At JavaOne, I learned that Sun has laid the groundwork for a long-term future for Java, by "seeding" the universities with Java education. Education is a major component of the activities that occured this week at the java.net booth. My son did his honors program software development at Wesleyan University in computational microbiology in Java. Universities are on board with Java, and the upcoming development community is also accustomed to open source software and tools.

Meanwhile, these university CS students know nothing of Oracle. They may know MySQL or Postgres. Once they graduate, they'll enter a world where greater robustness and reliability are required in the technologies that are the center of their daily endeavors. If a Data Center is involved in their work, they will likely come to know about Oracle. Conceivably, they will some day be decision-makers when the question of "Linux or OpenSolaris?" is brought up. But this question won't arise without a viable, well-funded OpenSolaris effort. As we know, Linux is quite well-funded today, even though early on it was indeed one person's creation. OpenSolaris will need strong backing to be able to compete.

"But--" (you keep saying this!) "Oracle doesn't understand communities!" Well, how about this response: the people who create the Oracle database don't need to change their already successful mode of operation. Oracle can still sell their database the way they always have. Java's independence doesn't challenge that by any means. All that's necessary in order for the worries of the Java community to be allayed, is for Oracle to say to Sun "I see what you mean. That is quite valuable. Yes, you keep on doing that community stuff. And, by the way, we'll increase your funding for that effort as well." And I think there's a really good chance that that is indeed what's going to happen. And over time, parts of Oracle may even become more like parts of Sun, moreso that vice-versa. That's my prediction. Oracle will learn stuff it doesn't know about from Sun. And Larry wants that to happen, IMO.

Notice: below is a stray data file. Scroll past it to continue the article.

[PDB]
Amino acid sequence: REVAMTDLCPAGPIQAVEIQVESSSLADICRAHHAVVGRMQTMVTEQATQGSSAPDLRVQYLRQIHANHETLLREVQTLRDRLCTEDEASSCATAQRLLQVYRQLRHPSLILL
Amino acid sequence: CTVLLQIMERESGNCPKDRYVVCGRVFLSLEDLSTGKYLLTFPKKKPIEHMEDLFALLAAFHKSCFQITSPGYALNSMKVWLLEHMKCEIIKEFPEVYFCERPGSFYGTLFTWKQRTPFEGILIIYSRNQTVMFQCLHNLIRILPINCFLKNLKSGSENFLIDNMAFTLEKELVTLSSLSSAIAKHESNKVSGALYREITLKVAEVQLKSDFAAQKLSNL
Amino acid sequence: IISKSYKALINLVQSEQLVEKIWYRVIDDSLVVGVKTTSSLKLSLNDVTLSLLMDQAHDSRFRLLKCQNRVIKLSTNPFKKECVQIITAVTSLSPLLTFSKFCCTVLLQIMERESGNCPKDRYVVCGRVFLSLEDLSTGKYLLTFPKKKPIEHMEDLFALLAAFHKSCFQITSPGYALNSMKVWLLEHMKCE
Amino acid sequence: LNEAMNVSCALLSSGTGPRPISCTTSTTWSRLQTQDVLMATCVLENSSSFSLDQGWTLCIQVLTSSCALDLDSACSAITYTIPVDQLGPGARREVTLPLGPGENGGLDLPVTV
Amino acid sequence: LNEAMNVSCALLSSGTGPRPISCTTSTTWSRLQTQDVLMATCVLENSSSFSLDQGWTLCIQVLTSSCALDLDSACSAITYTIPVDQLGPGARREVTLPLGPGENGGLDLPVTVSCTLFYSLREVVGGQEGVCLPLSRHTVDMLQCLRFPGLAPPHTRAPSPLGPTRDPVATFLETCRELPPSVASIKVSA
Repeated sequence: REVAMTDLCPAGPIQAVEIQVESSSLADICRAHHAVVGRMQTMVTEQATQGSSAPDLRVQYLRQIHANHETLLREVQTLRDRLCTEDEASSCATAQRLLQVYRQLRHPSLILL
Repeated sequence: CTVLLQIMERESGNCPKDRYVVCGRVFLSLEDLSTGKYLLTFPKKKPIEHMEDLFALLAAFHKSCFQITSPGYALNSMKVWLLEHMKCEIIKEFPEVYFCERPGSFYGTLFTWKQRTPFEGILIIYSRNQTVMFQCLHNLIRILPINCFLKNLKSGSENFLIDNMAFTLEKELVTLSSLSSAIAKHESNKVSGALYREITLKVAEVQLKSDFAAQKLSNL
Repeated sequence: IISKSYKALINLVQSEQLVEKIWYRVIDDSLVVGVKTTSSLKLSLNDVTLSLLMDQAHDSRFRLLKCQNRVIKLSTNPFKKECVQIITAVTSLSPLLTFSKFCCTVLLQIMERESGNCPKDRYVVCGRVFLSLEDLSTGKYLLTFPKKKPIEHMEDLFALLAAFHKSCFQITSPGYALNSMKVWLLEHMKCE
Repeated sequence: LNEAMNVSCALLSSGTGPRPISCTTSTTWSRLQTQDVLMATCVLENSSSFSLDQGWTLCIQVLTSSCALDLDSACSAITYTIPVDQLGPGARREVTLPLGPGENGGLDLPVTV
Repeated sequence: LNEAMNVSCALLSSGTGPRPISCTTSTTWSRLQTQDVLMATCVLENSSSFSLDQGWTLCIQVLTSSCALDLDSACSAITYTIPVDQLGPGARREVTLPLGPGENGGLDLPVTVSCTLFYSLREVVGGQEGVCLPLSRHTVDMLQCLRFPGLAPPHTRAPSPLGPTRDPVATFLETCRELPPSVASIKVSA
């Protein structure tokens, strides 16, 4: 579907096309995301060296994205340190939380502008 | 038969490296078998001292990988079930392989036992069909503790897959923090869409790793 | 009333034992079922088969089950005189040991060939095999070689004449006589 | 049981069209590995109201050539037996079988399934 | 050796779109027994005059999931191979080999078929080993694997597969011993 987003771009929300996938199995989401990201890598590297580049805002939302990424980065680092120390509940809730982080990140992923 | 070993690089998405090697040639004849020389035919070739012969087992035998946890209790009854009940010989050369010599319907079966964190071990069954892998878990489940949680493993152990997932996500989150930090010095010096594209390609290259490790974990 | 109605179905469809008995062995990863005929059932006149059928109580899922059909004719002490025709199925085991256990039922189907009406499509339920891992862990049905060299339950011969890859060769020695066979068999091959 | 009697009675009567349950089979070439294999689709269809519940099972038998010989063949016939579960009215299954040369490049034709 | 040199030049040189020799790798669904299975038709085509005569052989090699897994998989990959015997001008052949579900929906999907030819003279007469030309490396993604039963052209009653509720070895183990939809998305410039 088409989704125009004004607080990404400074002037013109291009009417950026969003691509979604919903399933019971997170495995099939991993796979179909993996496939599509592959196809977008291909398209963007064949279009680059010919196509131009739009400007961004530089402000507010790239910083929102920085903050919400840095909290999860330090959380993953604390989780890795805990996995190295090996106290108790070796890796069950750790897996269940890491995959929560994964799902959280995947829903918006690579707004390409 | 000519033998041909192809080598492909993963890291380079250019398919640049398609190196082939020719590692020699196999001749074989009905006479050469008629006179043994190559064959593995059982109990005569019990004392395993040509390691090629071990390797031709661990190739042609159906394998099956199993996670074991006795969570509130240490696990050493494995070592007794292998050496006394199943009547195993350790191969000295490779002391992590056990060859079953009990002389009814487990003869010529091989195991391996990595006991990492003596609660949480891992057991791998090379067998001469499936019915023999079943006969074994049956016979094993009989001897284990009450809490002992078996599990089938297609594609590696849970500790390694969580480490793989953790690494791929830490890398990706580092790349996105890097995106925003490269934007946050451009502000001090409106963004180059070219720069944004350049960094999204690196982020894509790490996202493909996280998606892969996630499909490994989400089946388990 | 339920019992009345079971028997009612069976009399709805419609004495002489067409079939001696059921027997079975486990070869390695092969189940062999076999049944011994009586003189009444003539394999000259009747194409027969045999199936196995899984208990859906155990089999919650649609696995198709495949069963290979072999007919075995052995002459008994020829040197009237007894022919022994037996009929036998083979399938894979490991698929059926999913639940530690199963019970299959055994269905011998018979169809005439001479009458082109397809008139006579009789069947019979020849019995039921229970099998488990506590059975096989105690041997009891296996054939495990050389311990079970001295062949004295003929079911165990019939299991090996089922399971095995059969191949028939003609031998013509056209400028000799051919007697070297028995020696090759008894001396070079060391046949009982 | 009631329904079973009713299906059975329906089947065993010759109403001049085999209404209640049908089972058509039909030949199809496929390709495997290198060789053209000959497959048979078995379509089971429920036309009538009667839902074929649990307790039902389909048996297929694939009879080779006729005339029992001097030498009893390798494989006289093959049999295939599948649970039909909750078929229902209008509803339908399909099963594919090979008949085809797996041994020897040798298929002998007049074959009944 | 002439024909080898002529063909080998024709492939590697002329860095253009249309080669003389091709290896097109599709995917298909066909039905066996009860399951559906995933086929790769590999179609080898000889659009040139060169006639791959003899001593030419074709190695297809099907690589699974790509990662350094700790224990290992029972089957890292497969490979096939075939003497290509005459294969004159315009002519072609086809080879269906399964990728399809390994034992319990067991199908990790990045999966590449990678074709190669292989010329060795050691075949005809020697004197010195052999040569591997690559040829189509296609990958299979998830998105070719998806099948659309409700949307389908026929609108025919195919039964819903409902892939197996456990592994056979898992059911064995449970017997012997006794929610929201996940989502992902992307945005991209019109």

"I'll oracle you!"

Have you "googled" anything lately? Grabbed a "Kleenex"? I think Larry would be quite pleased if someday, as you and your friend part, one of you says "I'll oracle you!" -- meaning they'll get back in touch with you through "oracling." I have no idea what "oracling" someone in the future might entail. But I'll guess that it would involve Java technology on a device possibly manufactured by Sun (but also competing devices manufactured by others) that connects to Data Centers that might operate on Solaris servers running Oracle databases (but also runnable on other platforms)...

To me (in closing), a fusion of Sun and Oracle opens up the possibility that some day (maybe 5-10 years from now) we will indeed "oracle" one another. Without that fusion, I don't think that possibility exists. Oracle apart from Sun gives us Oracle-powered this and that, but we'd never "oracle" one another. Oracle/Sun creates a rock-solid technology continuum the spans the biggest data center down to the smallest device, and reaches out to the people who use those devices, and involves all the communities that are involved in bringing those services, the software, the gadgets, to the on-the-street users.

Call me naive, unaware, or uninformed -- whatever you'd like -- but that's the way I see it.